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Self-Harm: Relief Is Relief To My Brain

Self-harm is not a joke, nor is it glamorous. Often co-occurring with other mental illness diagnosis, self-harm is a difficult but necessary topic of conversation.

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Does it Make You Uncomfortable? Good.

I have struggled with self-harm for years, my body wears the story and will tell that story for the rest of my life. Did that sentence make you uncomfortable? More than likely, it did. I’m glad. I’m not glad that I am causing you to feel something unwanted, but glad that the idea of harming oneself on purpose is not an idea you have ever entertained.

I could outline the salacious details. I could tell you methods and number of times, number of scars, hospital visits, etc. Society and media today drive stories with shock value, I could exploit my pain and tell the story in a way that would sell to that. I won’t. My pain doesn’t need exploiting, giving the wrong information to those who read stories only for tools to use themselves, to be valuable. I want my story to be as valuable as possible in the right way. I do not want to tell a story that will be stripped of its lessons and taken for tips and tricks of the trade. I will not try to ‘scare you straight’ if you’re thinking about hurting yourself; that won’t work.

My life has not been easy, I have arguably more than my fair-share of hurt. Sad, alone, confused I searched years on end for ways to cope, desperately grasping at anything that promised relief. Relief, however short, would be sweet. I was convinced that no matter the consequence, I would commit to a life searching for a way to end my pain.

I self-harmed because for, if only brief moments, I could forget my pain. I could forget the emotional wreckage that lay within me because the searing pain of the physical harm I caused. I could forget the bullying, the deception, the anxiety, the depression, everything faded to the background as my body surrendered to my will. I willed to be rid of anything and everything. I wanted nothing to do with my body and who I thought I was.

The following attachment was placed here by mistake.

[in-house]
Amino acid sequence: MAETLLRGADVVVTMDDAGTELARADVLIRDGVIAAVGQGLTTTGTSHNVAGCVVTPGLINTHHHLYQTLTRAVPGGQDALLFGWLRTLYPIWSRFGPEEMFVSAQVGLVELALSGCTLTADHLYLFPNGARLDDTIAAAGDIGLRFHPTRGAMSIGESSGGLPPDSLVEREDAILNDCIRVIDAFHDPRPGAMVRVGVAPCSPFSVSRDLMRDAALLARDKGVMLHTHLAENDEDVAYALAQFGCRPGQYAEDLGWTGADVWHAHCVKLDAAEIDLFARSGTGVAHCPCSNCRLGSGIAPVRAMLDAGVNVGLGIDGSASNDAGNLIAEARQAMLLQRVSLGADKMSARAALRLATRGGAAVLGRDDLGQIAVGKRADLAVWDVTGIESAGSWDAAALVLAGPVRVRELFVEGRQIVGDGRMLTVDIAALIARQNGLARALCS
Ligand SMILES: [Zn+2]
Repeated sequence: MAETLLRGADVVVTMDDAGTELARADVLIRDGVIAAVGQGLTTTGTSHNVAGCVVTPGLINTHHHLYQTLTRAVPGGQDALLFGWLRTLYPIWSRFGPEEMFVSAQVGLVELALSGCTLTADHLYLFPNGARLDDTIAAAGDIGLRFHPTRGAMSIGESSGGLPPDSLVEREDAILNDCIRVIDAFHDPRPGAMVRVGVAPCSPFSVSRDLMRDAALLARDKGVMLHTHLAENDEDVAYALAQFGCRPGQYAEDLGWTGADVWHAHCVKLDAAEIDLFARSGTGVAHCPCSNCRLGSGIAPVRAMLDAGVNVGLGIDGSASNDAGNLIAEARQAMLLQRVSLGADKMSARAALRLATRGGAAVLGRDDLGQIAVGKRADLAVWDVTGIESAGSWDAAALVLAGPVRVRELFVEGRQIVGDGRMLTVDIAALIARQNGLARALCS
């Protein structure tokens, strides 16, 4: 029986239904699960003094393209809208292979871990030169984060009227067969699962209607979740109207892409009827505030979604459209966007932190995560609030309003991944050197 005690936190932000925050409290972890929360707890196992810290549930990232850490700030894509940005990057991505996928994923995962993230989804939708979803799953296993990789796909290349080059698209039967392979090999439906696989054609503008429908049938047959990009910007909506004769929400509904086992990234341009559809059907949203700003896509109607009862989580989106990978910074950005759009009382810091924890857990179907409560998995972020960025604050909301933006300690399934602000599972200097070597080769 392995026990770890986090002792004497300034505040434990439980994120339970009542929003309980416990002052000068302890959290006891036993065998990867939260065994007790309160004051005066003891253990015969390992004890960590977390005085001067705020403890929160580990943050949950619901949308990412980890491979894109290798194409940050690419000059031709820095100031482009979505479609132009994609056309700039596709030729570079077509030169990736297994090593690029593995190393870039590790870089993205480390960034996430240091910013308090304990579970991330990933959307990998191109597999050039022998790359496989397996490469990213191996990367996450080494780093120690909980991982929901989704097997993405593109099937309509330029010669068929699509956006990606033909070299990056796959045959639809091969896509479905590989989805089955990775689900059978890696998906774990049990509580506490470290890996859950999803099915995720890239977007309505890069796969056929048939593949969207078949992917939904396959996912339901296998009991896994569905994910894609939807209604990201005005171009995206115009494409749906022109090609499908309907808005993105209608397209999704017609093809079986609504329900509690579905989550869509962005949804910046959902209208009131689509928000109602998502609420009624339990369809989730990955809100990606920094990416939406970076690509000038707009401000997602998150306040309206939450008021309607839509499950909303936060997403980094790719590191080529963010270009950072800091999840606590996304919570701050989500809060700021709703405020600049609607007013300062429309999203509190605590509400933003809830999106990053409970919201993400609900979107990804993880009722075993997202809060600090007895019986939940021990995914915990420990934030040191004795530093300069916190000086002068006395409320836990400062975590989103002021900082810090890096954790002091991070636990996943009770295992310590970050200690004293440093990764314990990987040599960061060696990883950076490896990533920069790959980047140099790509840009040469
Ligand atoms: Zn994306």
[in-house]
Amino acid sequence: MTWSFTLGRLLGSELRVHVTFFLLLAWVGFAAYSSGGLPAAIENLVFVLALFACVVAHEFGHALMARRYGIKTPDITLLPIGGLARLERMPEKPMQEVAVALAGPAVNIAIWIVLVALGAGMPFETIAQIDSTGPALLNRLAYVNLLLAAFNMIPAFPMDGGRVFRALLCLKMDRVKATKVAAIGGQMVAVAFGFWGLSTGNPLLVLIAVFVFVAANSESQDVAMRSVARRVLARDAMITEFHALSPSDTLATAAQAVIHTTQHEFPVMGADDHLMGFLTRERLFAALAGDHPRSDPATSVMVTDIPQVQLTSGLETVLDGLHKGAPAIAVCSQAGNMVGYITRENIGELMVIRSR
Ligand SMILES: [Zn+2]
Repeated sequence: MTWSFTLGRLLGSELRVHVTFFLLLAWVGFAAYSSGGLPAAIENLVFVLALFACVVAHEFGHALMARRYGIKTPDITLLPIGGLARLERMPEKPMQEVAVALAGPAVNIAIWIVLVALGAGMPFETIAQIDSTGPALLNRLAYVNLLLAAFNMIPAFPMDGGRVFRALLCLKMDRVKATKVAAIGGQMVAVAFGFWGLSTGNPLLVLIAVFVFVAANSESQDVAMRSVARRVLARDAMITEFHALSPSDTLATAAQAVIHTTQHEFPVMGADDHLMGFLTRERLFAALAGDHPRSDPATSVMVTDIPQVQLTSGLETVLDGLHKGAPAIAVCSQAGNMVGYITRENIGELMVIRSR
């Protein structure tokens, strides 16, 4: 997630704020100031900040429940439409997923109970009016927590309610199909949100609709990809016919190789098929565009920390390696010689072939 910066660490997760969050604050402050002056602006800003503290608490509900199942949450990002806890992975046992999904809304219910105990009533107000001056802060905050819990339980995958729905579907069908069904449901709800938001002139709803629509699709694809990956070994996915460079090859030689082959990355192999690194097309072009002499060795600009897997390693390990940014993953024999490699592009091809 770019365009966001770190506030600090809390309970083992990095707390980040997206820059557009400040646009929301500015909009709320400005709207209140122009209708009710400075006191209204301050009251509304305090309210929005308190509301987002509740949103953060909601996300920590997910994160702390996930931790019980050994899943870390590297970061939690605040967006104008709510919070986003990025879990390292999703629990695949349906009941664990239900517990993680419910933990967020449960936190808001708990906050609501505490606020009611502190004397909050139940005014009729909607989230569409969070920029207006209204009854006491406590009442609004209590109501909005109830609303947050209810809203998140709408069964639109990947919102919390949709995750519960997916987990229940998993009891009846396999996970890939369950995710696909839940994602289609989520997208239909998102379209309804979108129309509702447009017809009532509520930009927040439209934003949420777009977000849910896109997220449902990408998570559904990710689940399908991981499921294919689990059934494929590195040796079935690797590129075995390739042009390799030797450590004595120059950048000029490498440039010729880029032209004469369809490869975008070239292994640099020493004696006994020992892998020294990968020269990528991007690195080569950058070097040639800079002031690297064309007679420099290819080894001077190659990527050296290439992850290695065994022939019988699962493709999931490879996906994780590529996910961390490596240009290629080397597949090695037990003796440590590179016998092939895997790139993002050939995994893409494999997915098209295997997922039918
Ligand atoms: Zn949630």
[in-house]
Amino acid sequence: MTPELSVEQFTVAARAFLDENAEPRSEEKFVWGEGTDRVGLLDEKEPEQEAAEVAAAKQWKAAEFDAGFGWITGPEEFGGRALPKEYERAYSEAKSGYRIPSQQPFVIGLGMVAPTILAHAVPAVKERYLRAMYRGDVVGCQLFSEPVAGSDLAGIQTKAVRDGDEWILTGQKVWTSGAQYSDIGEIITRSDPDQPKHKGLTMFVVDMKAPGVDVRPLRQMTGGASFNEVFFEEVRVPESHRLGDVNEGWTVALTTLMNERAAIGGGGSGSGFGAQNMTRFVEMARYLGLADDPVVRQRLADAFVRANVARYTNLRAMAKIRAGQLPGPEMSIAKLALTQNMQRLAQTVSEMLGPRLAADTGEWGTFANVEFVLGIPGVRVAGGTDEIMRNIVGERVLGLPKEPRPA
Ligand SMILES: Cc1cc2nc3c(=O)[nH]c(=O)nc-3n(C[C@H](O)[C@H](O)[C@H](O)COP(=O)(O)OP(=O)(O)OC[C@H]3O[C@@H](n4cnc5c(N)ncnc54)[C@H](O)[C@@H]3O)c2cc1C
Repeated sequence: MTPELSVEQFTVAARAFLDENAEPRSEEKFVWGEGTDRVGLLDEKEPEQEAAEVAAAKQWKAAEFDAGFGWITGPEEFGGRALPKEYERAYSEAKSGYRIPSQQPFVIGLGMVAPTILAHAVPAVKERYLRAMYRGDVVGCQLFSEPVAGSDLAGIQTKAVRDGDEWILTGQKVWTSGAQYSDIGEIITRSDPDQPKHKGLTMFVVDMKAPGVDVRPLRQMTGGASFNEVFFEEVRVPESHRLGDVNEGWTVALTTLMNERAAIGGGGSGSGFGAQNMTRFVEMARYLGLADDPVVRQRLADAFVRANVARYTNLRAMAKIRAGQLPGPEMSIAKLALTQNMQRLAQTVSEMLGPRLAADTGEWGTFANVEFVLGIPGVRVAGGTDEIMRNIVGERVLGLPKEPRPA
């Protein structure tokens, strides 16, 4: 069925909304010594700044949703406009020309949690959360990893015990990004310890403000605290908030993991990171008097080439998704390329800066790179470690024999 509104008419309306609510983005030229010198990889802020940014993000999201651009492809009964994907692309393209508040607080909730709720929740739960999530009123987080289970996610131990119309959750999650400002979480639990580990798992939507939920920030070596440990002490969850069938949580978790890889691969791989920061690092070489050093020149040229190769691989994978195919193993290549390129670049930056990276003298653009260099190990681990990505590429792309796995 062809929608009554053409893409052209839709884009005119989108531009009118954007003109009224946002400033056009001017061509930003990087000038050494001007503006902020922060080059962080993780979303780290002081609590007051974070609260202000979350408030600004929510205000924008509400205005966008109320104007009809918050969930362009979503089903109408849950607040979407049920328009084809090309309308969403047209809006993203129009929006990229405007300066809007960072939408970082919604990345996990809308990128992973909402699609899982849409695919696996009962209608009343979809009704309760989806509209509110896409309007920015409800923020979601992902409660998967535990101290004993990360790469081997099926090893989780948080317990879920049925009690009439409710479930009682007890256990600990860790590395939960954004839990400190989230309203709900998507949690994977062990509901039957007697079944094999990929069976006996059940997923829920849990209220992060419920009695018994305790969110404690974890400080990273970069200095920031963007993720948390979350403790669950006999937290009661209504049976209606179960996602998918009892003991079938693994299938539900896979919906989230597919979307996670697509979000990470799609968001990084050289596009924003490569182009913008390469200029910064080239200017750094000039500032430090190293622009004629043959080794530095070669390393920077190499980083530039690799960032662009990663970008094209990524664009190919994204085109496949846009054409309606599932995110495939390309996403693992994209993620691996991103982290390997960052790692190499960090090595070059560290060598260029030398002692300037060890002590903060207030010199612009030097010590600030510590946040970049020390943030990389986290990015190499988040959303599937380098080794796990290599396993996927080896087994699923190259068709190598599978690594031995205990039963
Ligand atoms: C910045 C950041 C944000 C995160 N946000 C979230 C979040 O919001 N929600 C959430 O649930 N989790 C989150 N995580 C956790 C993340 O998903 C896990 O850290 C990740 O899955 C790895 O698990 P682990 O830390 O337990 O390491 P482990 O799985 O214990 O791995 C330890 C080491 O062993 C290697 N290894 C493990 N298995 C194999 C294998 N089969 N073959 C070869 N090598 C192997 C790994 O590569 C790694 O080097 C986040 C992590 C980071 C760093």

I self-harmed because I was convinced that any pain I caused would be better than the pain I was in. If I was in pain, I needed to be worthy of being in pain. I needed that reason. If I was in pain I needed someone to blame, and it was easy enough to point that blame directly at myself.

I self-harmed because I, if mostly subconsciously, wanted a physical manifestation of the intense amount of emotional pain I was experiencing. I wanted proof. I wanted reason. I wanted something to point too. I needed proof of how much I was hurting.

I self-harmed because I needed relief. Intoxicating, adrenaline and dopamine filled relief.

I self-harmed because it made me feel better. It’s hard to fathom how exactly causing yourself pain could not make you feel worse, but feel better, when you haven’t actually experienced it yourself. I’m not saying you should conduct your own experiment, quite the opposite in fact. Let’s stick to scientists and those well-versed in scientific theory running any experiments here.

Here, I will turn to a scientific theory: “pain offset relief”. The theory is said that when pain reduces or is removed, however slightly, the experiencer feels better. The pain is offset. The offset not only returns the person to the point they were at before the pain, but beyond that to a state of ‘relief’. The theory when applied to self-harm, would be that the pain offset relief tricks the brain into perceiving relief of not only physical, but emotional pain as well. There has also been research that has found overlap in the areas of the brain that deal with pain. Your brain cannot distinguish the relief as being solely physical, because it cannot distinguish the pain itself as physical or emotional.

So remember that myth you’ve heard about anyone who self-harms as being ‘wired differently’? It’s just that. A myth. Those who self-harm don’t ‘enjoy pain’ at all, in fact, they despise pain so much they’re willing to go to maladaptive lengths in search of any relief.

I self-harmed because my chronic pain was physical. I self-harmed because I could control that pain I caused, unlike the pain I felt in my hips. I could control the pain and relief, unlike the rest of the physical pain I felt. Back before my diagnosis of FAI (femoral acetabular impingement), labral tears, and chronic pain, I had no explanation. No explanation, coupled with the crippling disbelief of my pain by almost everyone around me. If they didn’t believe my pain, and no one could find a reason I could be in pain, than I needed a concrete reason I hurt. So I gave myself a reason to be in pain.

Even now, distant from my days of self-harming, I can still see the logic and reasoning behind my self-harm. I hope you can too. I hope you can find some understanding, some softness, some view into the world of those that self-harm and emerge more able to relate and more able to support those around you who may struggle with self-harm.

Self-harm is not a joke. Self-harm is not a basis for a halloween costume. Self-harm is not to be deified, or idealized. It is a real issue for many across the world. It is an issue that needs to be talked about; to be addressed. Talking about the issues is the only way to solve them. Don’t dismiss it, don’t ignore it. Process it. Help those who are battling it fight it. Don’t ignore it because it might make you uncomfortable.

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